The bladders have a “Zip-lock” type closure at the top which you can open to fill the container.  Each sport nylon webbing handles which are attached to the bladders for easy transport of the water.  The handles also make it easier to drag bladder in the water to fill it up more quickly.  There was a good flow going in the creek, and I had the bladder filled with water in under thirty seconds.  Rather than just having a narrow mouth for a lid or a tube to collect water, the entire top of the bladder opens and allows for a fast fill of water if enough is available at the source.  Once I had collected my first full bladder of water, I headed back to a tree where I had left the other components of the system.  The CleanStream Filter works via gravity.  There is no pumping or other tedious work.  You simply hang the bladder of dirty water in a position that’s higher than the clean water bladder.  From there, gravity takes over and pulls the untreated water down the tube, through the filter catridge and into the clean water receptacle.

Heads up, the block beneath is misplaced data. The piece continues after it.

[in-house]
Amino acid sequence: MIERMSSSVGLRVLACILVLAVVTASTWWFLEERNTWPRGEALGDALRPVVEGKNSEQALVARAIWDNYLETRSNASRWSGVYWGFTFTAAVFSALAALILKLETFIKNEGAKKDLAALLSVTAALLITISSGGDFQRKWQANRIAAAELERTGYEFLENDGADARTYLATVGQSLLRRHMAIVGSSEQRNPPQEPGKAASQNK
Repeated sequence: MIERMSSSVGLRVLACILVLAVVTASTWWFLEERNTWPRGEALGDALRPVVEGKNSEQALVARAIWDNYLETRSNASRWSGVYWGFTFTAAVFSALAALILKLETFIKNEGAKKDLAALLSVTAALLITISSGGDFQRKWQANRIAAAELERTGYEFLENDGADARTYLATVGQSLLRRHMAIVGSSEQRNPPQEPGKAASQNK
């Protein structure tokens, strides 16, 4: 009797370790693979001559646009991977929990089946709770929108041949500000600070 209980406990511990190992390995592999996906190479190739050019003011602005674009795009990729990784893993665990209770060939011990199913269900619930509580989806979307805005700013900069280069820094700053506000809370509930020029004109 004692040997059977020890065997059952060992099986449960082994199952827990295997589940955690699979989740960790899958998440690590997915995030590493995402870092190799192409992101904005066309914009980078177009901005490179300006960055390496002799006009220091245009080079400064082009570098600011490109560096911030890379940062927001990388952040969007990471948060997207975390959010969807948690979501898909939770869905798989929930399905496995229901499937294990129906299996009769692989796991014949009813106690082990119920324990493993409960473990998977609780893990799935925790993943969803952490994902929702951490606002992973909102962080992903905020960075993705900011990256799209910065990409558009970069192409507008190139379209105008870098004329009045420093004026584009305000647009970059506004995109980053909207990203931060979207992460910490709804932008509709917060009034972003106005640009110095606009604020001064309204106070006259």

Platypus001aIt really is that simple.  In under 2.5 minutes, the Platypus system will filter four liters of water for you and the rest of your crew.  Once the process is done, you can detach the tube for the clean water bladder from the filter catridge and let the clean water pour out into a container like a cup or a pot.  There is a clamp on the tube you can use to stop the flow if you want to leave the clean water in the bladder.  Platypus has a very good instruction guide that walks you through the process of using the filter and cleaning it, but the system is so easy, just about anyone could put it to work without even looking at the instructions.